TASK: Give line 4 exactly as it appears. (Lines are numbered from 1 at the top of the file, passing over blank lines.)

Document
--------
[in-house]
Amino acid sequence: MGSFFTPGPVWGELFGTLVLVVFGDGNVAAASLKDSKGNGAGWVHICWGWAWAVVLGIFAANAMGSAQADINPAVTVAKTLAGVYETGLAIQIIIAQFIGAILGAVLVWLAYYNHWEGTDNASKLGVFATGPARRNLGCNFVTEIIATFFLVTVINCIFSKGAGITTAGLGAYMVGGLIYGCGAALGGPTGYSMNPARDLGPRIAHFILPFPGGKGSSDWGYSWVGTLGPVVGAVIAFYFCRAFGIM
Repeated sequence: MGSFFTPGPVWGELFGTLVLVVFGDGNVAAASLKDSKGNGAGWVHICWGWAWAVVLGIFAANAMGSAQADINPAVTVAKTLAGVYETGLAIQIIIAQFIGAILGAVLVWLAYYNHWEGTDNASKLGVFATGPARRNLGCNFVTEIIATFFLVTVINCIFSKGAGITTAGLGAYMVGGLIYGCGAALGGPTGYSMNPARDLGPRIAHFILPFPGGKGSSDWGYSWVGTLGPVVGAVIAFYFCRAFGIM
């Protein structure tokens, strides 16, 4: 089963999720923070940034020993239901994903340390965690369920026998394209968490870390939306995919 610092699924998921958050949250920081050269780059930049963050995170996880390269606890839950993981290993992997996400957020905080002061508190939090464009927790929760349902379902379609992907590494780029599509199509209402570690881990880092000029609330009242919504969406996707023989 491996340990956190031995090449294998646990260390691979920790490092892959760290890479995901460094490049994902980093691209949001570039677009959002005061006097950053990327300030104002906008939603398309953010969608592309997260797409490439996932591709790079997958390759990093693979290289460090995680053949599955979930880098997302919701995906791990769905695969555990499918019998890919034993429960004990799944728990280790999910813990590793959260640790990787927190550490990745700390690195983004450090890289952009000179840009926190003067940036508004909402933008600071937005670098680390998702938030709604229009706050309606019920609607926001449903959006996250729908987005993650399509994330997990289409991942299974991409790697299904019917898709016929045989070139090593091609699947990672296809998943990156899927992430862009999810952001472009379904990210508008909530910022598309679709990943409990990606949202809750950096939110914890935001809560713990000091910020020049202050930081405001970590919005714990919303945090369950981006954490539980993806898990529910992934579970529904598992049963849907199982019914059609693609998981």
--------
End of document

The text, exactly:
């Protein structure tokens, strides 16, 4: 089963999720923070940034020993239901994903340390965690369920026998394209968490870390939306995919 610092699924998921958050949250920081050269780059930049963050995170996880390269606890839950993981290993992997996400957020905080002061508190939090464009927790929760349902379902379609992907590494780029599509199509209402570690881990880092000029609330009242919504969406996707023989 491996340990956190031995090449294998646990260390691979920790490092892959760290890479995901460094490049994902980093691209949001570039677009959002005061006097950053990327300030104002906008939603398309953010969608592309997260797409490439996932591709790079997958390759990093693979290289460090995680053949599955979930880098997302919701995906791990769905695969555990499918019998890919034993429960004990799944728990280790999910813990590793959260640790990787927190550490990745700390690195983004450090890289952009000179840009926190003067940036508004909402933008600071937005670098680390998702938030709604229009706050309606019920609607926001449903959006996250729908987005993650399509994330997990289409991942299974991409790697299904019917898709016929045989070139090593091609699947990672296809998943990156899927992430862009999810952001472009379904990210508008909530910022598309679709990943409990990606949202809750950096939110914890935001809560713990000091910020020049202050930081405001970590919005714990919303945090369950981006954490539980993806898990529910992934579970529904598992049963849907199982019914059609693609998981």